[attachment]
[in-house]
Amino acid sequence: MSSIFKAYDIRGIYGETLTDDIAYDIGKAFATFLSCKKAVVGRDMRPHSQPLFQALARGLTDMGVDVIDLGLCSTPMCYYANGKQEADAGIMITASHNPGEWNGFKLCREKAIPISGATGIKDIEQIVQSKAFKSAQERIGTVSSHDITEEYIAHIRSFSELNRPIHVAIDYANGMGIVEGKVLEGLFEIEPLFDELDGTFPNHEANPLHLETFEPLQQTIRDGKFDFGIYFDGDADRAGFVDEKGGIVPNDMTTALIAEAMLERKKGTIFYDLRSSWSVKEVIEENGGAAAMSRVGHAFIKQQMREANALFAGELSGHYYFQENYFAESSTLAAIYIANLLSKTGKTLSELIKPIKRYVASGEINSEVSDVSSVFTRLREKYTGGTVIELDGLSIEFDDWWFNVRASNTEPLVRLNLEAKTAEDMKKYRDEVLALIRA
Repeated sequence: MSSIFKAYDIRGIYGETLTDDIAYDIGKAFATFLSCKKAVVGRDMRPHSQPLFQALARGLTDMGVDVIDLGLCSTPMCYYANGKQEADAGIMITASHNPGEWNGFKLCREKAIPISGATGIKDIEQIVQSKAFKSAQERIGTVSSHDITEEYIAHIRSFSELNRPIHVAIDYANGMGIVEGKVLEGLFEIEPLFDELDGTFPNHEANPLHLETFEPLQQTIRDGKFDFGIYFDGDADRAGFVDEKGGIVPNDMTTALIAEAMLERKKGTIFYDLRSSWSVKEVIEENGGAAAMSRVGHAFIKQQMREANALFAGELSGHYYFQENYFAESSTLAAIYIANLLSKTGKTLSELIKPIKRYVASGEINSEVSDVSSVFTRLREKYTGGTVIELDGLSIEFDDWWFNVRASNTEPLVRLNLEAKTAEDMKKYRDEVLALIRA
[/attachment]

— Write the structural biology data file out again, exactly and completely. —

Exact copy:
[in-house]
Amino acid sequence: MSSIFKAYDIRGIYGETLTDDIAYDIGKAFATFLSCKKAVVGRDMRPHSQPLFQALARGLTDMGVDVIDLGLCSTPMCYYANGKQEADAGIMITASHNPGEWNGFKLCREKAIPISGATGIKDIEQIVQSKAFKSAQERIGTVSSHDITEEYIAHIRSFSELNRPIHVAIDYANGMGIVEGKVLEGLFEIEPLFDELDGTFPNHEANPLHLETFEPLQQTIRDGKFDFGIYFDGDADRAGFVDEKGGIVPNDMTTALIAEAMLERKKGTIFYDLRSSWSVKEVIEENGGAAAMSRVGHAFIKQQMREANALFAGELSGHYYFQENYFAESSTLAAIYIANLLSKTGKTLSELIKPIKRYVASGEINSEVSDVSSVFTRLREKYTGGTVIELDGLSIEFDDWWFNVRASNTEPLVRLNLEAKTAEDMKKYRDEVLALIRA
Repeated sequence: MSSIFKAYDIRGIYGETLTDDIAYDIGKAFATFLSCKKAVVGRDMRPHSQPLFQALARGLTDMGVDVIDLGLCSTPMCYYANGKQEADAGIMITASHNPGEWNGFKLCREKAIPISGATGIKDIEQIVQSKAFKSAQERIGTVSSHDITEEYIAHIRSFSELNRPIHVAIDYANGMGIVEGKVLEGLFEIEPLFDELDGTFPNHEANPLHLETFEPLQQTIRDGKFDFGIYFDGDADRAGFVDEKGGIVPNDMTTALIAEAMLERKKGTIFYDLRSSWSVKEVIEENGGAAAMSRVGHAFIKQQMREANALFAGELSGHYYFQENYFAESSTLAAIYIANLLSKTGKTLSELIKPIKRYVASGEINSEVSDVSSVFTRLREKYTGGTVIELDGLSIEFDDWWFNVRASNTEPLVRLNLEAKTAEDMKKYRDEVLALIRA